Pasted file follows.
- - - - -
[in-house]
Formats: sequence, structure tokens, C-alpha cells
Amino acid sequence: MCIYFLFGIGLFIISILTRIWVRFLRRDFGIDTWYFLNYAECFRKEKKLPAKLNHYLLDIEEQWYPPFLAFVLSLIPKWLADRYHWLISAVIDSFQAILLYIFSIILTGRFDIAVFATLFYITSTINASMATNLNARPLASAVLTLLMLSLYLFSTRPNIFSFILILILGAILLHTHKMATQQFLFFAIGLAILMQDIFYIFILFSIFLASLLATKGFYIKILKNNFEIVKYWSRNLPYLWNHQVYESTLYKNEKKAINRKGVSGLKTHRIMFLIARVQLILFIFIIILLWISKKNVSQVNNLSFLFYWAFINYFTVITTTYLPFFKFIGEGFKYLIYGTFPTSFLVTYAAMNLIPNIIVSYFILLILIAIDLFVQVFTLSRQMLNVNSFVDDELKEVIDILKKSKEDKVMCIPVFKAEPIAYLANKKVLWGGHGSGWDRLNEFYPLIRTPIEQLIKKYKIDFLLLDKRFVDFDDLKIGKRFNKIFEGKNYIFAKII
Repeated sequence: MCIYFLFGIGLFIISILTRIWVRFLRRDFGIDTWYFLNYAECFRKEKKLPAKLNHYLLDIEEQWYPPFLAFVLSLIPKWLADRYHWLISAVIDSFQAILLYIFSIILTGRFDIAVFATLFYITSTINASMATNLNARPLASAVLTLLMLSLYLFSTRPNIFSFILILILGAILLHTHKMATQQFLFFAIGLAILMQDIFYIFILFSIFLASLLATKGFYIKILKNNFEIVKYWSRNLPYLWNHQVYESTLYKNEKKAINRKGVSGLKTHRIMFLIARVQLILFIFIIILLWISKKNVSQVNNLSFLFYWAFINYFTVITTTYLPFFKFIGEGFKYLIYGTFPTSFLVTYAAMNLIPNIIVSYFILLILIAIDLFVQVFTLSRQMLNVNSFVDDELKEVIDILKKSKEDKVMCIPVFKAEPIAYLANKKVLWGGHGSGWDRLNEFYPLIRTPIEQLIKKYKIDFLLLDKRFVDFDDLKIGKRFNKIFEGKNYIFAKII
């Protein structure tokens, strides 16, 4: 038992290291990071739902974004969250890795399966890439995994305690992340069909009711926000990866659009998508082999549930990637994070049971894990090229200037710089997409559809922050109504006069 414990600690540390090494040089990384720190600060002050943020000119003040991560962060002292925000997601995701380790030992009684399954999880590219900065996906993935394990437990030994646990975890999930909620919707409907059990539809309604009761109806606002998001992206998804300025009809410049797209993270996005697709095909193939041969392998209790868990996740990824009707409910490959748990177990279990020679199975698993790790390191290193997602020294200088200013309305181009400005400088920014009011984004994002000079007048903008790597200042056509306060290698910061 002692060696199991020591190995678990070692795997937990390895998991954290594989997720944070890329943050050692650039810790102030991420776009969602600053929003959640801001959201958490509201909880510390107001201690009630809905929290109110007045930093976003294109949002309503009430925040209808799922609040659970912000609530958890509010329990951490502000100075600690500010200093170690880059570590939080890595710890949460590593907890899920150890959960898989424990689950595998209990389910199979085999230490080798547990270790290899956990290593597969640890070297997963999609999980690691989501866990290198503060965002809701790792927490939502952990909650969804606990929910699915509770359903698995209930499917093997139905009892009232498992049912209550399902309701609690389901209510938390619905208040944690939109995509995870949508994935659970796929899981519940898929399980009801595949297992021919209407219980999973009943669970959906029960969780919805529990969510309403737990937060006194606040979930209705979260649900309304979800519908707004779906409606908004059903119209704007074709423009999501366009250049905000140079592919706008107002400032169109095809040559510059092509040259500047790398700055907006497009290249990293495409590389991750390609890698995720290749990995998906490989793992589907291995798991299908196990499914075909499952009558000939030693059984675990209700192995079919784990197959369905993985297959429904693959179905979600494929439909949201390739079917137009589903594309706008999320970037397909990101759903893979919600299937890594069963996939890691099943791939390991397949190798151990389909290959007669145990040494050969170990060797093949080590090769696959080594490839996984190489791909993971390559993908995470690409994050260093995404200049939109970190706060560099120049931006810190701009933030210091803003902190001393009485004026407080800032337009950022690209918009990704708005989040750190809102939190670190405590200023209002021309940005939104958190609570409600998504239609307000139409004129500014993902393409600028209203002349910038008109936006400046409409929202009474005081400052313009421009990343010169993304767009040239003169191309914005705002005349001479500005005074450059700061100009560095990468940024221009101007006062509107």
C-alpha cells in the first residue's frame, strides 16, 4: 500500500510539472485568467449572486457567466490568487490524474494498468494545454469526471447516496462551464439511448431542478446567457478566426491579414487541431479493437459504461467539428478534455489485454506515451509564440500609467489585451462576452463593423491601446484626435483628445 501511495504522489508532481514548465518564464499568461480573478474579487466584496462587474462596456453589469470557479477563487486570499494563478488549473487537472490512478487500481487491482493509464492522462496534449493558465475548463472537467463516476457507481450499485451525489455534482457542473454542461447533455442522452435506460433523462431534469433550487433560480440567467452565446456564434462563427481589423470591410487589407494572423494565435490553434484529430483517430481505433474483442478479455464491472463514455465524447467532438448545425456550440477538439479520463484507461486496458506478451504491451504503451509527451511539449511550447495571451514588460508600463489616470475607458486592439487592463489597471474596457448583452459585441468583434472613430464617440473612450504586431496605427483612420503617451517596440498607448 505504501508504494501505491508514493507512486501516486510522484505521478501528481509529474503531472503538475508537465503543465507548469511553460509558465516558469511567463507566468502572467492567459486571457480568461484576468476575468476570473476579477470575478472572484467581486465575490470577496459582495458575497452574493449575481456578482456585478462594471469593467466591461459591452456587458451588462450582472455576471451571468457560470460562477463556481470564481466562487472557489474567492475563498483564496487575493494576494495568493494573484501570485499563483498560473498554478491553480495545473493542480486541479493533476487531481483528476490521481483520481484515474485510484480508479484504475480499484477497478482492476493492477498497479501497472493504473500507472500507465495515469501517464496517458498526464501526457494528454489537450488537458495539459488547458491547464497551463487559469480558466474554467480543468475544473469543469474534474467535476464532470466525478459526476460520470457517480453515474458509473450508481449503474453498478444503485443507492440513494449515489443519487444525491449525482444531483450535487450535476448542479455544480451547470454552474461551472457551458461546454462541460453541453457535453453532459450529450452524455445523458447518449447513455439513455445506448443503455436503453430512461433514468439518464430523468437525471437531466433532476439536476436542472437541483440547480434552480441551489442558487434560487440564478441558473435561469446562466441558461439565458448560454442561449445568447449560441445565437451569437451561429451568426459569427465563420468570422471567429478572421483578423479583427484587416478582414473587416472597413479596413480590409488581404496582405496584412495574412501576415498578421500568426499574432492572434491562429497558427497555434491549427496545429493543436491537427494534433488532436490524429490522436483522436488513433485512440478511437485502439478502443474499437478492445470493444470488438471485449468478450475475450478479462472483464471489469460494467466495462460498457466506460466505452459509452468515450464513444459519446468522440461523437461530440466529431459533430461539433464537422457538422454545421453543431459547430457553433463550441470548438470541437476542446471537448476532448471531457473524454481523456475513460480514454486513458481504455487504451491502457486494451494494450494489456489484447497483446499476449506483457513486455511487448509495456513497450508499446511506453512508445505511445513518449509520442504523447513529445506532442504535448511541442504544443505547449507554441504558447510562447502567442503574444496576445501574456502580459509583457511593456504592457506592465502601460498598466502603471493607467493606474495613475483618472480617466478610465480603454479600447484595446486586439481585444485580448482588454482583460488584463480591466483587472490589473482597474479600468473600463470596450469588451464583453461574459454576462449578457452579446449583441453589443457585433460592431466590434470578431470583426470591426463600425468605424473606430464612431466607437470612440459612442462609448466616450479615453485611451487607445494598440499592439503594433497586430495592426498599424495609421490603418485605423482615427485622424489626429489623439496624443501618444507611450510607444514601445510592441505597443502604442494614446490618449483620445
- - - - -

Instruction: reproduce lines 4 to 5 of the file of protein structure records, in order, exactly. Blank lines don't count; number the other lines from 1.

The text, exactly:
Repeated sequence: MCIYFLFGIGLFIISILTRIWVRFLRRDFGIDTWYFLNYAECFRKEKKLPAKLNHYLLDIEEQWYPPFLAFVLSLIPKWLADRYHWLISAVIDSFQAILLYIFSIILTGRFDIAVFATLFYITSTINASMATNLNARPLASAVLTLLMLSLYLFSTRPNIFSFILILILGAILLHTHKMATQQFLFFAIGLAILMQDIFYIFILFSIFLASLLATKGFYIKILKNNFEIVKYWSRNLPYLWNHQVYESTLYKNEKKAINRKGVSGLKTHRIMFLIARVQLILFIFIIILLWISKKNVSQVNNLSFLFYWAFINYFTVITTTYLPFFKFIGEGFKYLIYGTFPTSFLVTYAAMNLIPNIIVSYFILLILIAIDLFVQVFTLSRQMLNVNSFVDDELKEVIDILKKSKEDKVMCIPVFKAEPIAYLANKKVLWGGHGSGWDRLNEFYPLIRTPIEQLIKKYKIDFLLLDKRFVDFDDLKIGKRFNKIFEGKNYIFAKII
């Protein structure tokens, strides 16, 4: 038992290291990071739902974004969250890795399966890439995994305690992340069909009711926000990866659009998508082999549930990637994070049971894990090229200037710089997409559809922050109504006069 414990600690540390090494040089990384720190600060002050943020000119003040991560962060002292925000997601995701380790030992009684399954999880590219900065996906993935394990437990030994646990975890999930909620919707409907059990539809309604009761109806606002998001992206998804300025009809410049797209993270996005697709095909193939041969392998209790868990996740990824009707409910490959748990177990279990020679199975698993790790390191290193997602020294200088200013309305181009400005400088920014009011984004994002000079007048903008790597200042056509306060290698910061 002692060696199991020591190995678990070692795997937990390895998991954290594989997720944070890329943050050692650039810790102030991420776009969602600053929003959640801001959201958490509201909880510390107001201690009630809905929290109110007045930093976003294109949002309503009430925040209808799922609040659970912000609530958890509010329990951490502000100075600690500010200093170690880059570590939080890595710890949460590593907890899920150890959960898989424990689950595998209990389910199979085999230490080798547990270790290899956990290593597969640890070297997963999609999980690691989501866990290198503060965002809701790792927490939502952990909650969804606990929910699915509770359903698995209930499917093997139905009892009232498992049912209550399902309701609690389901209510938390619905208040944690939109995509995870949508994935659970796929899981519940898929399980009801595949297992021919209407219980999973009943669970959906029960969780919805529990969510309403737990937060006194606040979930209705979260649900309304979800519908707004779906409606908004059903119209704007074709423009999501366009250049905000140079592919706008107002400032169109095809040559510059092509040259500047790398700055907006497009290249990293495409590389991750390609890698995720290749990995998906490989793992589907291995798991299908196990499914075909499952009558000939030693059984675990209700192995079919784990197959369905993985297959429904693959179905979600494929439909949201390739079917137009589903594309706008999320970037397909990101759903893979919600299937890594069963996939890691099943791939390991397949190798151990389909290959007669145990040494050969170990060797093949080590090769696959080594490839996984190489791909993971390559993908995470690409994050260093995404200049939109970190706060560099120049931006810190701009933030210091803003902190001393009485004026407080800032337009950022690209918009990704708005989040750190809102939190670190405590200023209002021309940005939104958190609570409600998504239609307000139409004129500014993902393409600028209203002349910038008109936006400046409409929202009474005081400052313009421009990343010169993304767009040239003169191309914005705002005349001479500005005074450059700061100009560095990468940024221009101007006062509107």